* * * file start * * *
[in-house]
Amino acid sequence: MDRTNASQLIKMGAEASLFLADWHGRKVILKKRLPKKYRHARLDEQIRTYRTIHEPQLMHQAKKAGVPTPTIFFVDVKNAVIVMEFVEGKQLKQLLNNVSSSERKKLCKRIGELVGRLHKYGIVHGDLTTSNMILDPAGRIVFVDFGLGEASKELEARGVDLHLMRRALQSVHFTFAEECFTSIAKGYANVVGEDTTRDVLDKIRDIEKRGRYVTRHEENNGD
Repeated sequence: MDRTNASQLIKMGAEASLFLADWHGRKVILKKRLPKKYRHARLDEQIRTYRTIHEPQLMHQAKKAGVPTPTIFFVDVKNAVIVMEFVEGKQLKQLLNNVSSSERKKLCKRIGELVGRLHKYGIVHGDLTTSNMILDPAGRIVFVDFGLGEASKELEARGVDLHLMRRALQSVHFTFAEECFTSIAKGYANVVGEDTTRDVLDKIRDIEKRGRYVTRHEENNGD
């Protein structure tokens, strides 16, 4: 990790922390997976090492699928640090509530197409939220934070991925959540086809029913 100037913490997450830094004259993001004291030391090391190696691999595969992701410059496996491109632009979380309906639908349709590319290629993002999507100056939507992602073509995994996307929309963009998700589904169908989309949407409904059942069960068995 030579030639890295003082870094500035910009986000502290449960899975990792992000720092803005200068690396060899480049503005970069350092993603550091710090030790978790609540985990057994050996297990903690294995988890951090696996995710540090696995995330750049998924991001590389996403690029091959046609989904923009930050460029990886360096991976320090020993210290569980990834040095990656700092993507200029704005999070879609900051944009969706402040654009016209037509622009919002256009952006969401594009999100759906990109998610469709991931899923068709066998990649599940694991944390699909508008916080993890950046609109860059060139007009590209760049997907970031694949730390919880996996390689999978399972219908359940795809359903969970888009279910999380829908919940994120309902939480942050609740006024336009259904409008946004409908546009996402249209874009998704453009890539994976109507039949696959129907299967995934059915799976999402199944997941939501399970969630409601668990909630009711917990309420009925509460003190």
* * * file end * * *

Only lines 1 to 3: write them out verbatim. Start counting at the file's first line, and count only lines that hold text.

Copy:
[in-house]
Amino acid sequence: MDRTNASQLIKMGAEASLFLADWHGRKVILKKRLPKKYRHARLDEQIRTYRTIHEPQLMHQAKKAGVPTPTIFFVDVKNAVIVMEFVEGKQLKQLLNNVSSSERKKLCKRIGELVGRLHKYGIVHGDLTTSNMILDPAGRIVFVDFGLGEASKELEARGVDLHLMRRALQSVHFTFAEECFTSIAKGYANVVGEDTTRDVLDKIRDIEKRGRYVTRHEENNGD
Repeated sequence: MDRTNASQLIKMGAEASLFLADWHGRKVILKKRLPKKYRHARLDEQIRTYRTIHEPQLMHQAKKAGVPTPTIFFVDVKNAVIVMEFVEGKQLKQLLNNVSSSERKKLCKRIGELVGRLHKYGIVHGDLTTSNMILDPAGRIVFVDFGLGEASKELEARGVDLHLMRRALQSVHFTFAEECFTSIAKGYANVVGEDTTRDVLDKIRDIEKRGRYVTRHEENNGD